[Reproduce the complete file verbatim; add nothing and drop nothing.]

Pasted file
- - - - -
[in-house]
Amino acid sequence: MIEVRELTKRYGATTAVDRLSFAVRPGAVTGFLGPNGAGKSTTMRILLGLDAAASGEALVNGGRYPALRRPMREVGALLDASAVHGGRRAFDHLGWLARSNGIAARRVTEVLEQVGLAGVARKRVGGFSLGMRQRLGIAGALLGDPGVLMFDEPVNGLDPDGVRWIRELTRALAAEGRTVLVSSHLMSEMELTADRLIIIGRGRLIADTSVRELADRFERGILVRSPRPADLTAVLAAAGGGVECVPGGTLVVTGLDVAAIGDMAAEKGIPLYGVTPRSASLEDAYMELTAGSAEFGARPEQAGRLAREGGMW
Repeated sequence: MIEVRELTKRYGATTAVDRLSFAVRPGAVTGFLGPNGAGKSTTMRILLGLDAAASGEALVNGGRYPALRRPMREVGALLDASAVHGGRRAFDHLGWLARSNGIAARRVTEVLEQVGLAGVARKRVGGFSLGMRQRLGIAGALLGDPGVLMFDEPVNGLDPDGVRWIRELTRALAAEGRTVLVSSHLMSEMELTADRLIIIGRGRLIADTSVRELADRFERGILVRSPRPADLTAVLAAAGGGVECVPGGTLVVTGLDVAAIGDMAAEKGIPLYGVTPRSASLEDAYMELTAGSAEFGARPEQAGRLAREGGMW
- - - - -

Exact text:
[in-house]
Amino acid sequence: MIEVRELTKRYGATTAVDRLSFAVRPGAVTGFLGPNGAGKSTTMRILLGLDAAASGEALVNGGRYPALRRPMREVGALLDASAVHGGRRAFDHLGWLARSNGIAARRVTEVLEQVGLAGVARKRVGGFSLGMRQRLGIAGALLGDPGVLMFDEPVNGLDPDGVRWIRELTRALAAEGRTVLVSSHLMSEMELTADRLIIIGRGRLIADTSVRELADRFERGILVRSPRPADLTAVLAAAGGGVECVPGGTLVVTGLDVAAIGDMAAEKGIPLYGVTPRSASLEDAYMELTAGSAEFGARPEQAGRLAREGGMW
Repeated sequence: MIEVRELTKRYGATTAVDRLSFAVRPGAVTGFLGPNGAGKSTTMRILLGLDAAASGEALVNGGRYPALRRPMREVGALLDASAVHGGRRAFDHLGWLARSNGIAARRVTEVLEQVGLAGVARKRVGGFSLGMRQRLGIAGALLGDPGVLMFDEPVNGLDPDGVRWIRELTRALAAEGRTVLVSSHLMSEMELTADRLIIIGRGRLIADTSVRELADRFERGILVRSPRPADLTAVLAAAGGGVECVPGGTLVVTGLDVAAIGDMAAEKGIPLYGVTPRSASLEDAYMELTAGSAEFGARPEQAGRLAREGGMW